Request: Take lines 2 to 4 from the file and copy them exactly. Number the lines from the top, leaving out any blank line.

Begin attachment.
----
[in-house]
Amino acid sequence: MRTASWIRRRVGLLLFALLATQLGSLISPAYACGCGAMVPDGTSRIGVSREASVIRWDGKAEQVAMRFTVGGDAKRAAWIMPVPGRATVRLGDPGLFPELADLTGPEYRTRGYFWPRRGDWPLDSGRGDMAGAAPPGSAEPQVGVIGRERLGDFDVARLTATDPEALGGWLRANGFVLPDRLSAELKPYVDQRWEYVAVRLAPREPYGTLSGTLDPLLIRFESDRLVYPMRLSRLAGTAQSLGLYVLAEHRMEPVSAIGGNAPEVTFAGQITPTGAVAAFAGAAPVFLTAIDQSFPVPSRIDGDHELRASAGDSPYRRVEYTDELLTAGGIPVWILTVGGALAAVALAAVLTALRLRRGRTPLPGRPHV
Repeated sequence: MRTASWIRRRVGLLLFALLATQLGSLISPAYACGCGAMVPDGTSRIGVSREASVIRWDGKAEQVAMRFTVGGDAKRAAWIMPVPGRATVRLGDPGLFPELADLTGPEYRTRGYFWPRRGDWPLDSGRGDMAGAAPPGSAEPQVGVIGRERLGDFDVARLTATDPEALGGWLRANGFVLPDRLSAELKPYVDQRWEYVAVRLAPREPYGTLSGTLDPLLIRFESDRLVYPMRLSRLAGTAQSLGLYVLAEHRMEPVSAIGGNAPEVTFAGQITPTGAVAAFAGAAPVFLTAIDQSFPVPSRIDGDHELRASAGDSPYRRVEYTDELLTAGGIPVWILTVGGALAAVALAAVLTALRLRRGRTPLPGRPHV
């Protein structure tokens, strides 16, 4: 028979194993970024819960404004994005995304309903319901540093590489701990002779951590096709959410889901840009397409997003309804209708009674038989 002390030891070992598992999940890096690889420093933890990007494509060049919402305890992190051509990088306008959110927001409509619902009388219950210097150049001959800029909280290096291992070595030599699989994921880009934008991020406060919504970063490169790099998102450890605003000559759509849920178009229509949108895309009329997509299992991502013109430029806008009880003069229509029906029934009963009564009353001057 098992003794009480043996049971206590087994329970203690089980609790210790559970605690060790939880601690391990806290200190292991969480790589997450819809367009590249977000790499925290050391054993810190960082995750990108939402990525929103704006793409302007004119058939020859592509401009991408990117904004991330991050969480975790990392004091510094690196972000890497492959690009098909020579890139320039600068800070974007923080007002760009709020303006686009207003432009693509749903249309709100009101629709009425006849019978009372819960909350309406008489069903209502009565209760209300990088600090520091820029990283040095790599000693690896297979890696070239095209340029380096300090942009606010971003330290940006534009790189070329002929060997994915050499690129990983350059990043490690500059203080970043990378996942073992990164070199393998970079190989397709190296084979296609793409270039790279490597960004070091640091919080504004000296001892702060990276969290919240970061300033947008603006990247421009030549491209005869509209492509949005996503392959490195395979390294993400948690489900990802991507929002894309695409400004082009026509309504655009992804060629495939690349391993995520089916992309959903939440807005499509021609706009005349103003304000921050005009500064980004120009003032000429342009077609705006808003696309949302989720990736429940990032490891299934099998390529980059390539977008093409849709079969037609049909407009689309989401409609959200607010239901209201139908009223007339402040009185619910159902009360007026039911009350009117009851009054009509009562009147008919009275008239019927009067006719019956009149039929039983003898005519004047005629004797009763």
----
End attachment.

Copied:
Amino acid sequence: MRTASWIRRRVGLLLFALLATQLGSLISPAYACGCGAMVPDGTSRIGVSREASVIRWDGKAEQVAMRFTVGGDAKRAAWIMPVPGRATVRLGDPGLFPELADLTGPEYRTRGYFWPRRGDWPLDSGRGDMAGAAPPGSAEPQVGVIGRERLGDFDVARLTATDPEALGGWLRANGFVLPDRLSAELKPYVDQRWEYVAVRLAPREPYGTLSGTLDPLLIRFESDRLVYPMRLSRLAGTAQSLGLYVLAEHRMEPVSAIGGNAPEVTFAGQITPTGAVAAFAGAAPVFLTAIDQSFPVPSRIDGDHELRASAGDSPYRRVEYTDELLTAGGIPVWILTVGGALAAVALAAVLTALRLRRGRTPLPGRPHV
Repeated sequence: MRTASWIRRRVGLLLFALLATQLGSLISPAYACGCGAMVPDGTSRIGVSREASVIRWDGKAEQVAMRFTVGGDAKRAAWIMPVPGRATVRLGDPGLFPELADLTGPEYRTRGYFWPRRGDWPLDSGRGDMAGAAPPGSAEPQVGVIGRERLGDFDVARLTATDPEALGGWLRANGFVLPDRLSAELKPYVDQRWEYVAVRLAPREPYGTLSGTLDPLLIRFESDRLVYPMRLSRLAGTAQSLGLYVLAEHRMEPVSAIGGNAPEVTFAGQITPTGAVAAFAGAAPVFLTAIDQSFPVPSRIDGDHELRASAGDSPYRRVEYTDELLTAGGIPVWILTVGGALAAVALAAVLTALRLRRGRTPLPGRPHV
């Protein structure tokens, strides 16, 4: 028979194993970024819960404004994005995304309903319901540093590489701990002779951590096709959410889901840009397409997003309804209708009674038989 002390030891070992598992999940890096690889420093933890990007494509060049919402305890992190051509990088306008959110927001409509619902009388219950210097150049001959800029909280290096291992070595030599699989994921880009934008991020406060919504970063490169790099998102450890605003000559759509849920178009229509949108895309009329997509299992991502013109430029806008009880003069229509029906029934009963009564009353001057 098992003794009480043996049971206590087994329970203690089980609790210790559970605690060790939880601690391990806290200190292991969480790589997450819809367009590249977000790499925290050391054993810190960082995750990108939402990525929103704006793409302007004119058939020859592509401009991408990117904004991330991050969480975790990392004091510094690196972000890497492959690009098909020579890139320039600068800070974007923080007002760009709020303006686009207003432009693509749903249309709100009101629709009425006849019978009372819960909350309406008489069903209502009565209760209300990088600090520091820029990283040095790599000693690896297979890696070239095209340029380096300090942009606010971003330290940006534009790189070329002929060997994915050499690129990983350059990043490690500059203080970043990378996942073992990164070199393998970079190989397709190296084979296609793409270039790279490597960004070091640091919080504004000296001892702060990276969290919240970061300033947008603006990247421009030549491209005869509209492509949005996503392959490195395979390294993400948690489900990802991507929002894309695409400004082009026509309504655009992804060629495939690349391993995520089916992309959903939440807005499509021609706009005349103003304000921050005009500064980004120009003032000429342009077609705006808003696309949302989720990736429940990032490891299934099998390529980059390539977008093409849709079969037609049909407009689309989401409609959200607010239901209201139908009223007339402040009185619910159902009360007026039911009350009117009851009054009509009562009147008919009275008239019927009067006719019956009149039929039983003898005519004047005629004797009763």